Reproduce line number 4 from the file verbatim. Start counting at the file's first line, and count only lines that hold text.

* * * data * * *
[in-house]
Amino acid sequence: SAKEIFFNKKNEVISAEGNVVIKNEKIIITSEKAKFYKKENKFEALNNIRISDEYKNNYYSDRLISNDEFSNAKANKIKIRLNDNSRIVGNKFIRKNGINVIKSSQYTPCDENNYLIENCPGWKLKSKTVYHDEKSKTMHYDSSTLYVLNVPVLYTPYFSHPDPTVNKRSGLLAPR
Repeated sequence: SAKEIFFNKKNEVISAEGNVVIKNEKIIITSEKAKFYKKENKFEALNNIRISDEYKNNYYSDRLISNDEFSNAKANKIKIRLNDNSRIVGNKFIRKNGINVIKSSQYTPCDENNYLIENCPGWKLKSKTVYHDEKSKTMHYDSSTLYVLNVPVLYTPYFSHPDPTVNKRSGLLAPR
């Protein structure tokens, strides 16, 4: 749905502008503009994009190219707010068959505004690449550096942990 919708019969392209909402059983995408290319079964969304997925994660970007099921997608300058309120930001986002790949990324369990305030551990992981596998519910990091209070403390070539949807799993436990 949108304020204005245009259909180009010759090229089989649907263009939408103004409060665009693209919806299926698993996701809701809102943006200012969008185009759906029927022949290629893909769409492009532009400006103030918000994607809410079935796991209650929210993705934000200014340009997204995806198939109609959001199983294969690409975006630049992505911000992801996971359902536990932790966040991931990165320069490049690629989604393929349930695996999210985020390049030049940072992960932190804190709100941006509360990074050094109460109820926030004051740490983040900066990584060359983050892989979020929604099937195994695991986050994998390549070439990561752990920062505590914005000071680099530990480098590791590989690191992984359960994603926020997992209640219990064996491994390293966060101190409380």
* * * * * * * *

């Protein structure tokens, strides 16, 4: 749905502008503009994009190219707010068959505004690449550096942990 919708019969392209909402059983995408290319079964969304997925994660970007099921997608300058309120930001986002790949990324369990305030551990992981596998519910990091209070403390070539949807799993436990 949108304020204005245009259909180009010759090229089989649907263009939408103004409060665009693209919806299926698993996701809701809102943006200012969008185009759906029927022949290629893909769409492009532009400006103030918000994607809410079935796991209650929210993705934000200014340009997204995806198939109609959001199983294969690409975006630049992505911000992801996971359902536990932790966040991931990165320069490049690629989604393929349930695996999210985020390049030049940072992960932190804190709100941006509360990074050094109460109820926030004051740490983040900066990584060359983050892989979020929604099937195994695991986050994998390549070439990561752990920062505590914005000071680099530990480098590791590989690191992984359960994603926020997992209640219990064996491994390293966060101190409380």